Brooks - BX9338 .B7 1813 v1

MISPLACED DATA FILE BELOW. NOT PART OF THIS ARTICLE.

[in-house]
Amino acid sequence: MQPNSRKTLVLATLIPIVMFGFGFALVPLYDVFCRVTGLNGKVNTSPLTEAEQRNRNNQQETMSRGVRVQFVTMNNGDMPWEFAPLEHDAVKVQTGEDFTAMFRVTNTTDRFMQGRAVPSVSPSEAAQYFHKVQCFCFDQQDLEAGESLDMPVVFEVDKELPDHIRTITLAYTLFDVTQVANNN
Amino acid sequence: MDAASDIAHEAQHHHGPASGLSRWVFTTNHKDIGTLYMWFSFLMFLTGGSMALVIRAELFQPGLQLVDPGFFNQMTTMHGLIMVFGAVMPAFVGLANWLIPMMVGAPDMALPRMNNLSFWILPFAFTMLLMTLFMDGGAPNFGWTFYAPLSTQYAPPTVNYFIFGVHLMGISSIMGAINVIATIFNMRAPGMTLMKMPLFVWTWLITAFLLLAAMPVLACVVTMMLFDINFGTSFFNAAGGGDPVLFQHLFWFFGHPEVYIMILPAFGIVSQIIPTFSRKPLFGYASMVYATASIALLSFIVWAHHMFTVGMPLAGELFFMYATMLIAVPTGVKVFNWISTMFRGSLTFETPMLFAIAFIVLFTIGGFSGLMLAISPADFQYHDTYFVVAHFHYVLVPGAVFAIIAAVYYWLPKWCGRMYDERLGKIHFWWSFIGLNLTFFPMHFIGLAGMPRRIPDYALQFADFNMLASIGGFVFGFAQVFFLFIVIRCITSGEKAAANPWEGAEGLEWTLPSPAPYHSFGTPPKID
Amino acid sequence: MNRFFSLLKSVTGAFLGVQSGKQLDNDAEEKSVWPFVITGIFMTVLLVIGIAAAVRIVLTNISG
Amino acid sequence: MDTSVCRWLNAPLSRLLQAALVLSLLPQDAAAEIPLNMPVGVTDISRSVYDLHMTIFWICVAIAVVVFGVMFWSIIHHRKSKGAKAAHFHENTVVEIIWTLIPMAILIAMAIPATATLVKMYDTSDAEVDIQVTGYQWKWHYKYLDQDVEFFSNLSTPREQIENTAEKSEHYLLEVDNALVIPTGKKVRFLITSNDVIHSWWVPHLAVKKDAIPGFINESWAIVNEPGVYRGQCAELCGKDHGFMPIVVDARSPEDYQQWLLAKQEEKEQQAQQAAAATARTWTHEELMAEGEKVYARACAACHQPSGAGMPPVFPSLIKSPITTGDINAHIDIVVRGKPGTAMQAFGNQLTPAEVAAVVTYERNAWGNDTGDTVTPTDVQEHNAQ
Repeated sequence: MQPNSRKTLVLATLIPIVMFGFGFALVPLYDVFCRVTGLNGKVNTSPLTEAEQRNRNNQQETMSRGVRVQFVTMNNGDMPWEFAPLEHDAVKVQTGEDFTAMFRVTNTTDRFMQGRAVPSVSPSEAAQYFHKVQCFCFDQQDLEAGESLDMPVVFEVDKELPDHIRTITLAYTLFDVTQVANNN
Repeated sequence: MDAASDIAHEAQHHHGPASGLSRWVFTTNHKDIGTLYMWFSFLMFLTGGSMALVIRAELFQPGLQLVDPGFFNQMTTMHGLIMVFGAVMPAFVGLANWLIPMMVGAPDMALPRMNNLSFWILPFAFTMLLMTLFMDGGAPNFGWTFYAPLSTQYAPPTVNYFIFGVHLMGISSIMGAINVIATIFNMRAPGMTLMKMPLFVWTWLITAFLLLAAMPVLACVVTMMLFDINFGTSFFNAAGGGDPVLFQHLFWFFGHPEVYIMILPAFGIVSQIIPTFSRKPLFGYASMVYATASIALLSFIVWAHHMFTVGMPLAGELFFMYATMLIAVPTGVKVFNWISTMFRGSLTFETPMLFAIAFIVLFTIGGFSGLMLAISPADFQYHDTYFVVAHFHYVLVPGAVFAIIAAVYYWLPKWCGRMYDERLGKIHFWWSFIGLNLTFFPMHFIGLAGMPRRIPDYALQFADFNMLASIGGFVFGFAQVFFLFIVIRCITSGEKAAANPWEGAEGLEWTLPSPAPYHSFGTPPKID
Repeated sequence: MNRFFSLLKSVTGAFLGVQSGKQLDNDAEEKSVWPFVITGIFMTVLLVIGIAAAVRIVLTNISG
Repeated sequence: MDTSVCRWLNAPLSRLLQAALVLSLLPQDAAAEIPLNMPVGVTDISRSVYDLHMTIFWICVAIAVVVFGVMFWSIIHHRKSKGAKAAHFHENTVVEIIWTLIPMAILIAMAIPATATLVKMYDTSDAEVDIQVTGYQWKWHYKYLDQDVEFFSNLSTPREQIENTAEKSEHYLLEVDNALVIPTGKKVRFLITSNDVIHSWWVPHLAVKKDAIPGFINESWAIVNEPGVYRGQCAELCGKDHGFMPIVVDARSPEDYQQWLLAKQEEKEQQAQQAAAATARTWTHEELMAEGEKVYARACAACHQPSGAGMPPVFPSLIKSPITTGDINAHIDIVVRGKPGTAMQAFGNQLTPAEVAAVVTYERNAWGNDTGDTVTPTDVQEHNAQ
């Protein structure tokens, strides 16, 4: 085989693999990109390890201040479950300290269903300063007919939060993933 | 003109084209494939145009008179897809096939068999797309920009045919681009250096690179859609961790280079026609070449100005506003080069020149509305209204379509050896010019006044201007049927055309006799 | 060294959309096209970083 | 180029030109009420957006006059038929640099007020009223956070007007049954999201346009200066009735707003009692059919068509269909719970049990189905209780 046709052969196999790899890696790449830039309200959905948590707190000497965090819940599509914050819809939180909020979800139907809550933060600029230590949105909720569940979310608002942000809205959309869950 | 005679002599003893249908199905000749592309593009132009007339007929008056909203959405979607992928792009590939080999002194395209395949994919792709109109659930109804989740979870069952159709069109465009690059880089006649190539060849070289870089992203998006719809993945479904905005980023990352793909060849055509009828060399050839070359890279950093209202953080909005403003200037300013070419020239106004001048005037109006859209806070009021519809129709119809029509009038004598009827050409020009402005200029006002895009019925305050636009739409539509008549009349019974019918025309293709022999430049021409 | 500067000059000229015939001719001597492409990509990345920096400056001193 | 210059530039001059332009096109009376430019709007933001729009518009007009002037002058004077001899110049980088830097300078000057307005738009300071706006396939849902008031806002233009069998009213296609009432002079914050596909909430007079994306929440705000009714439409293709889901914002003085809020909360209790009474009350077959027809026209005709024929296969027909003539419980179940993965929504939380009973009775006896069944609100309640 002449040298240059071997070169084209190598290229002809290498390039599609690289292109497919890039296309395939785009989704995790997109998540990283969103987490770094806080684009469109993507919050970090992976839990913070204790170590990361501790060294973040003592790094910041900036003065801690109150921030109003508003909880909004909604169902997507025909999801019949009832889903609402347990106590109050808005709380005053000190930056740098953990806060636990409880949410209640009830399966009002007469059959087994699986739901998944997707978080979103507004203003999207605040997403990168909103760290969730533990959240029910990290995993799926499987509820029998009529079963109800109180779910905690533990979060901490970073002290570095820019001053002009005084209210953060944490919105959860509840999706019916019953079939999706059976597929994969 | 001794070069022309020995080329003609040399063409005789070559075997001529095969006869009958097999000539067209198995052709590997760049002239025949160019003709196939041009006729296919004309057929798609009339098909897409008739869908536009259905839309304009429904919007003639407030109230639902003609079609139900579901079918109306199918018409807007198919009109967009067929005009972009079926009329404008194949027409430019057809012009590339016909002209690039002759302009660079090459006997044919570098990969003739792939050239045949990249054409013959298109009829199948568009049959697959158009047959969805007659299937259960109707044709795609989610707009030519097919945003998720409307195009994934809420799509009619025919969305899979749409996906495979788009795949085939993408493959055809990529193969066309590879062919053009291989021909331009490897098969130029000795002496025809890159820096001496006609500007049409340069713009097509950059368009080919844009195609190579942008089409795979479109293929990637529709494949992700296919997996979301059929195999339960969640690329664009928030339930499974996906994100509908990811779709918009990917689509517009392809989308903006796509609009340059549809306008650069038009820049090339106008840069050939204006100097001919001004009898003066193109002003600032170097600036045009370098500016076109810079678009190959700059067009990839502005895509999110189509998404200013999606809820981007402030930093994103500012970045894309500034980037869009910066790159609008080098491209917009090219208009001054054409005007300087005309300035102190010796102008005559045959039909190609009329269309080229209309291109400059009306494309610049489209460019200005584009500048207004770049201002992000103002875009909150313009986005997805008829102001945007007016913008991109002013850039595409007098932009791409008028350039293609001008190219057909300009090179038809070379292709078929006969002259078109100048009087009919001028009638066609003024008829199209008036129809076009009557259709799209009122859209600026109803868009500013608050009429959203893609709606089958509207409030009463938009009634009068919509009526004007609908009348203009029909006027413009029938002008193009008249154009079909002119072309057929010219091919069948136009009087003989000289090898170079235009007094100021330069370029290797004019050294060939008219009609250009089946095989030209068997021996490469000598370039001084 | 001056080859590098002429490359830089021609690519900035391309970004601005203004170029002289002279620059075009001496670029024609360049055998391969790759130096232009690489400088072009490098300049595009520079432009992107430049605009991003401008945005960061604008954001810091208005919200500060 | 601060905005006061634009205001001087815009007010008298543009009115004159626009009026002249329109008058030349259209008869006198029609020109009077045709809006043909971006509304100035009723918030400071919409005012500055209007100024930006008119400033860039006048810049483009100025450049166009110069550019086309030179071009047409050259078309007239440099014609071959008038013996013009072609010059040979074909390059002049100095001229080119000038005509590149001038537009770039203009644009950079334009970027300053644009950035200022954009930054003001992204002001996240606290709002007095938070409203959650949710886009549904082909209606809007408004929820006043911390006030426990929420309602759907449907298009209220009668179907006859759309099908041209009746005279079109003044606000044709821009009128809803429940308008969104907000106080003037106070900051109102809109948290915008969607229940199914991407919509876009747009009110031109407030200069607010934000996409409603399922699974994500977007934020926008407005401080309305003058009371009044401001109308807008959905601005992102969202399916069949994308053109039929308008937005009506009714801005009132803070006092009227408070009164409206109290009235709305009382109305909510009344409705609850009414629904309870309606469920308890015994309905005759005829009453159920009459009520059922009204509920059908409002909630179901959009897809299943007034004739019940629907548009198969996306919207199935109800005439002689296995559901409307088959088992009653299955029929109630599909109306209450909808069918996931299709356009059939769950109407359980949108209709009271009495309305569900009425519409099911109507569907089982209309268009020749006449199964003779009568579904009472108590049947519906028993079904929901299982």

36 INTRODUCTION. Sparrow, and King, weredeprived of their livings, and four of them committed to Newgate. They were told, that if they did not comply in a short time, they should be banished, though there was no law in existence to inflict any such punishment.* Mr. Johnson, who was fellow of King'scollege, Cambridge, and domestic chaplain to the Lord Keeper Bacon, was tried at Westminster-hall for nonconformity, and sent to the Gatehouse, where, through his cruel imprisonment, he soon after died. Several others, cast into prison at the same time, died under the pressures of their confinement. Mr. Bonham, Mr. Standen and Mr. Fenn, were committed to prison, where they remained a long time. Mr. Wake, rector of Great-Billing ; Mr. Paget, minister of Oundle; Mr. Mosely, minister of Hardingstone ; Mr. Gilderd, minister of Collingtree; and Mr. Dawson, minister of Weston-Favell, all in the diocese of Peter- borough, were first suspended for three weeks, and then deprived of their livings. They were all useful preachers. Four of them were licensed by the university, as learned and religious divines, and three had been moderators in the religious exercises. Mr. Lowth, minister of Carlisle, was prosecuted in the high commission at York; while gr. Sanderson and Dr. Crick, two learned and usefuldivines in Norfolk, fell into the hands of the high commissioners in the south, When the latter was deprived of his preferment. Many others in the diocese of Norwich refusing conformity, were prosecuted in the ecclesiastical courts.-F And Mr. Aldrich, with many others in the university of Cambridge, received much unchristian usage from time governing eccle- siastics. At the same time, John Townley, esq. a layman, was committed to prison for nonconformity, when Dean Nowell, his near kinsman, presented a petition to the presi- dent of the north and the Archbishop of York, for his release . The year 1574 was memorable for the suppression of the religious exercises, called prophayings. Some of the bishops being persttaded of the usefulnessof these exercises, discovered theit unwillingness to put them down. This gave great offence to the queen, who addressed a letter to all the bishops in England, peremptorily commanding them to suppress them in their respective dioceses. Her majesty in this discovered a most despotic and tyrannical spirit. All the bishops and clergy in the nation must bow to her Strype's Parker, p.412, 413. f Ibid. p.451, 452. t Baker's MS. Collec. vol. xxi. p. 382.